Zoom Acquires Keybase and Will Soon Introduce End-to-End Encryption

By Bill Toulas / May 8, 2020

For financially-strong companies, it often makes sense to acquire a smaller entity that has expertise in something the company is lacking instead of investing resources to develop in-house solutions. It’s easier, quicker, and places someone in a better market position since absorbing others is better than competing with them. In this context, Zoom has decided to acquire Keybase, a social networking service that specializes in end-to-end encryption and identity verification solutions. Keybase is a reliable tool, offering chat, cloud storage, and PGP key-based identity verification, and we even trust it with our tipster communications along with Signal.

Zoom has received a lot of criticism about its weak encryption lately, with people urging the company to finally implement “end-to-end” encryption. Right now, the audio and video content that flies between Zoom clients is encrypted and also decrypted on the spot using AES-128 with 256-bit keys. Recently, researchers figured that Zoom servers are sharing the same key to all meeting participants in ECB mode, which could make them guessable. Moreover, some of these keys were found to derive from Chinese-based servers, which raised additional security and data routing concerns.

All that will change soon, as Zoom promises to enhance their product’s security and finally incorporate end-to-end encryption on all content that is shared while teleconferencing on “Rooms” and “Phone.” However, this will be made available for paid accounts, so freeloaders will have to accept whatever security the platform has to offer them.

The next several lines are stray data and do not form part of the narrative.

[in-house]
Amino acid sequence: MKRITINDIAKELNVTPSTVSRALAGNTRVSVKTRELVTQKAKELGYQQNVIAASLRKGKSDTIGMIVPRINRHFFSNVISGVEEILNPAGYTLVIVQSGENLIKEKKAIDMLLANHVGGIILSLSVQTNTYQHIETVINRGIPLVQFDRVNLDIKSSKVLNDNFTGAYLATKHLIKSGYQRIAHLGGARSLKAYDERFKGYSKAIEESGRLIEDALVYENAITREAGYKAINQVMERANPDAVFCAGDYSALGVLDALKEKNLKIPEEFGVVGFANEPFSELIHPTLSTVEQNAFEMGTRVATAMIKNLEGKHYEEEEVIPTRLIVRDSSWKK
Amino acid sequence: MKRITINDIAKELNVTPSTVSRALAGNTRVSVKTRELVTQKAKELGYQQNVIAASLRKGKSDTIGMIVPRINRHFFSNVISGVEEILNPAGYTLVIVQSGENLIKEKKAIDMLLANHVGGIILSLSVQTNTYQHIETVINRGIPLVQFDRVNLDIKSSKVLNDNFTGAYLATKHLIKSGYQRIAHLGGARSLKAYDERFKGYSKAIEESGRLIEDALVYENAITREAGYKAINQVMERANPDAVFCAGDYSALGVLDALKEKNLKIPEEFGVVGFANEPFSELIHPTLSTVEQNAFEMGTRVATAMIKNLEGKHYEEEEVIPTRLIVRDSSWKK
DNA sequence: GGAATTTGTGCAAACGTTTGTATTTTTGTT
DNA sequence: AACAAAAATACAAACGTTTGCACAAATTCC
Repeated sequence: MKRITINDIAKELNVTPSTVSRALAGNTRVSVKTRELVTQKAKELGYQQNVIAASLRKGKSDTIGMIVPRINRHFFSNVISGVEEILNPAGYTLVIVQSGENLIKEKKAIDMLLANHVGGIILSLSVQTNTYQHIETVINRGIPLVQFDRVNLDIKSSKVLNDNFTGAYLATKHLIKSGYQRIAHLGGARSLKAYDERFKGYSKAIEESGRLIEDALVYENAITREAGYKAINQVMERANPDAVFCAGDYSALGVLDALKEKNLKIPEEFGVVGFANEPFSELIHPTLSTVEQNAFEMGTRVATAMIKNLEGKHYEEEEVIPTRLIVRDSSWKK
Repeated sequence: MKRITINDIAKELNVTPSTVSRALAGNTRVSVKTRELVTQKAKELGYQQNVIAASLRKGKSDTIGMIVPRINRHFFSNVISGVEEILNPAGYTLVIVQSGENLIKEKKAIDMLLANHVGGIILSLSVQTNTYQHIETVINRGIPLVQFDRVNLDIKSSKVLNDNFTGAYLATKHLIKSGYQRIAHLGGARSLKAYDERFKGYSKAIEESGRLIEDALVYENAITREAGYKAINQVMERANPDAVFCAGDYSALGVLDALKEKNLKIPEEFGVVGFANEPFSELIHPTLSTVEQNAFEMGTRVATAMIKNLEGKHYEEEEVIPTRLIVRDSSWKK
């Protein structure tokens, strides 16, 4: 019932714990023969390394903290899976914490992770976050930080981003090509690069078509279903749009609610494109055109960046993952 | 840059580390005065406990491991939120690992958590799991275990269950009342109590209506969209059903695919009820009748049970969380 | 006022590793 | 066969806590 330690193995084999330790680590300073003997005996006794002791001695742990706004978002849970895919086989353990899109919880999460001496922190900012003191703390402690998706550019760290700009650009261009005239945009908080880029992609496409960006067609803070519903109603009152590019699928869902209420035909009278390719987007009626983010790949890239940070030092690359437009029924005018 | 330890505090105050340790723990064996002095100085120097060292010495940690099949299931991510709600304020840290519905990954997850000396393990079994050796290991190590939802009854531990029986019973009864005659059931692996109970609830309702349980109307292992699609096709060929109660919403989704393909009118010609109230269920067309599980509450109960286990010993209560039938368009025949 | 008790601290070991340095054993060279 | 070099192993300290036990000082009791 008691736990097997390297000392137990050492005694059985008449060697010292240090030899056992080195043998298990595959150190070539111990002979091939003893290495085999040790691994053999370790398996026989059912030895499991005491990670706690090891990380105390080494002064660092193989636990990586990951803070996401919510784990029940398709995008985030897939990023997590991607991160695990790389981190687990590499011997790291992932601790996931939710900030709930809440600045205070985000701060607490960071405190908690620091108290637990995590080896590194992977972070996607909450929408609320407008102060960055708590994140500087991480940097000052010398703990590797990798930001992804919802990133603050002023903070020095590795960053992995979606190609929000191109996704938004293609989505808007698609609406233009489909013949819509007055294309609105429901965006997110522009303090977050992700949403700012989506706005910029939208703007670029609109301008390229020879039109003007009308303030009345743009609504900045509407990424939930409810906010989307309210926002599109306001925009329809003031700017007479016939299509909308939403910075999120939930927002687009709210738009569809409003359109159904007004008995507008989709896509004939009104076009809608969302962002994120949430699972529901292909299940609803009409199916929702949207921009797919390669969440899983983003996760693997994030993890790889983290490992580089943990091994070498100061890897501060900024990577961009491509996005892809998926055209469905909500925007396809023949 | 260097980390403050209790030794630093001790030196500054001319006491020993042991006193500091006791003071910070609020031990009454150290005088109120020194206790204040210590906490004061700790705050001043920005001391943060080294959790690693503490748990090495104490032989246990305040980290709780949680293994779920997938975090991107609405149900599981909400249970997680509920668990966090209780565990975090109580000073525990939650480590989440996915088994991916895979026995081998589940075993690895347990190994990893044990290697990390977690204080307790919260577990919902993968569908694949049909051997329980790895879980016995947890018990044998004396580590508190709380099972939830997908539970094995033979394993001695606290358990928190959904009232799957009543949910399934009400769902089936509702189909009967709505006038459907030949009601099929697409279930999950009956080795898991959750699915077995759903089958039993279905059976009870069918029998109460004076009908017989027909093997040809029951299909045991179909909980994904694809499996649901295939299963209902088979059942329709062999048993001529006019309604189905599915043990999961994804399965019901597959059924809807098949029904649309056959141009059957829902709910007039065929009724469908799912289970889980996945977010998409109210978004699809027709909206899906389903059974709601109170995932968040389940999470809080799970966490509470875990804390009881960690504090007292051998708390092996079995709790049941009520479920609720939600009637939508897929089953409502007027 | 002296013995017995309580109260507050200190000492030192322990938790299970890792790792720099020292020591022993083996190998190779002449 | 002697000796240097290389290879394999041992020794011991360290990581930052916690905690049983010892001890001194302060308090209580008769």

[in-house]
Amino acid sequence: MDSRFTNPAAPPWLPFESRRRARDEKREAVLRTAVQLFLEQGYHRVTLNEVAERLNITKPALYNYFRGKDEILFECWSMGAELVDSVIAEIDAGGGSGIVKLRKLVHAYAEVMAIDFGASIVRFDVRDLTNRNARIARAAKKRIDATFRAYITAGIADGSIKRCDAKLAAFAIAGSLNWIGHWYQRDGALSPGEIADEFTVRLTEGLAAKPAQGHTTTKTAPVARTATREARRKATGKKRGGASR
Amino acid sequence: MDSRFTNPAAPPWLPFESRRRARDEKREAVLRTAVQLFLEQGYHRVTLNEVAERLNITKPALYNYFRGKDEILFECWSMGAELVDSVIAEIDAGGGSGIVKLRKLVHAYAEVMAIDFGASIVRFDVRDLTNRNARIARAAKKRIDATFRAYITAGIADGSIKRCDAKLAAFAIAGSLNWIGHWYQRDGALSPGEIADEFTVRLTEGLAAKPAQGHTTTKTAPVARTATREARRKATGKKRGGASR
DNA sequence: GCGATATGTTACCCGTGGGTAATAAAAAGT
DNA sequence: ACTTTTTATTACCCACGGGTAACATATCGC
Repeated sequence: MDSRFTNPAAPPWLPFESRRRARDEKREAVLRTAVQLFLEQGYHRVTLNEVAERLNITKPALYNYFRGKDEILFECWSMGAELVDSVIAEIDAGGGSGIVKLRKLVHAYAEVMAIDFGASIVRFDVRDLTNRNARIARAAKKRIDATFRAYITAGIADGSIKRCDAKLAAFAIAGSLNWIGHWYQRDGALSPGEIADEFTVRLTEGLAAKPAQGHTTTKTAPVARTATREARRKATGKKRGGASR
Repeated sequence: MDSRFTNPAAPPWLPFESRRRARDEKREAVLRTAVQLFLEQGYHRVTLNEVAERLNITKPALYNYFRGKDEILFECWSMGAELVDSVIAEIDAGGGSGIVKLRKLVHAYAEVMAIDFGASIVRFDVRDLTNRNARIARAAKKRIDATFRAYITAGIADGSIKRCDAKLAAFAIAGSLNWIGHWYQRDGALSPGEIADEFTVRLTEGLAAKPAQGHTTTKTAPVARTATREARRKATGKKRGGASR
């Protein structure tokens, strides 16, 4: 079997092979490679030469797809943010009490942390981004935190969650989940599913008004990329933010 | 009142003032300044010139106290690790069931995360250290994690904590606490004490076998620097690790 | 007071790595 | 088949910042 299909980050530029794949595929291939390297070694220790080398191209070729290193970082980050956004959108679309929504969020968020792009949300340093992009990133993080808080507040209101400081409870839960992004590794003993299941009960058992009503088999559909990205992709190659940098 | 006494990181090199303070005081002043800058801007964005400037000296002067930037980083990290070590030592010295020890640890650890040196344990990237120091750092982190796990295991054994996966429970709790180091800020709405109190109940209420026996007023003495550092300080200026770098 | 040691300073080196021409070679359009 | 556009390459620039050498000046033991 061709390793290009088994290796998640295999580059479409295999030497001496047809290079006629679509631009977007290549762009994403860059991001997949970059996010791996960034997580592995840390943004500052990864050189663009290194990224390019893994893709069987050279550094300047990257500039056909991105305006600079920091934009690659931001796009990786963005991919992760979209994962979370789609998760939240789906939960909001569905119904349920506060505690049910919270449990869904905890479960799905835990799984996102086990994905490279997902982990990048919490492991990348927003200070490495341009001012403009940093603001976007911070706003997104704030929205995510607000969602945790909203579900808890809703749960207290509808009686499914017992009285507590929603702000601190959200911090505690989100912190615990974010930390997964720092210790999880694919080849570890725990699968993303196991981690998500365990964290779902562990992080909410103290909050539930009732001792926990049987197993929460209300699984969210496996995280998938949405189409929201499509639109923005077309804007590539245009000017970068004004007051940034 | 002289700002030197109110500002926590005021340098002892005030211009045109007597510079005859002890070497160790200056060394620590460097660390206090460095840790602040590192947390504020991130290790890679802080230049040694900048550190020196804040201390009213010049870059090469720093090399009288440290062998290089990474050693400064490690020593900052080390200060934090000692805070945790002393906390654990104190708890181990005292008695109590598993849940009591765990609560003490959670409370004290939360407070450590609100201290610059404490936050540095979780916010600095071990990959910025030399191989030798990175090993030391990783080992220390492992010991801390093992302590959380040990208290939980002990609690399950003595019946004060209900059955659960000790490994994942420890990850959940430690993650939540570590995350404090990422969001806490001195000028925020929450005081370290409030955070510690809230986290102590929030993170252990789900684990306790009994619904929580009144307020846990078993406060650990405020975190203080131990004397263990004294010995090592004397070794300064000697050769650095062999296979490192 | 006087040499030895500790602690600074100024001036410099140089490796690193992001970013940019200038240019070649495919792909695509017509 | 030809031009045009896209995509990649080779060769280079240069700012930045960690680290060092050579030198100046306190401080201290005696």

More technical details will be published on May 22, 2020, but for now, the software company states that each logged-in user will generate and send a Keybase-style cryptographic identity on Zoom’s network to help establish trust between the attendees. The meeting host will generate an ephemeral symmetric key for the meeting, and it will be distributed to the clients enveloped with the keypairs. These will be rotated every time something changes, like when a new member joins the room, for example.

As for the user privacy, Zoom assures that they will not proactively monitor meeting contents, but their reviewers will continue to use automatic abuse detection tools or investigate relevant user reports. Moreover, they clarified that no law-enforcement backdoors will be provided for interception purposes, so there would be no way to decrypt the network traffic. Finally, Zoom claims that they have no way to insert employees or others into meetings without this being made visible to the participants.

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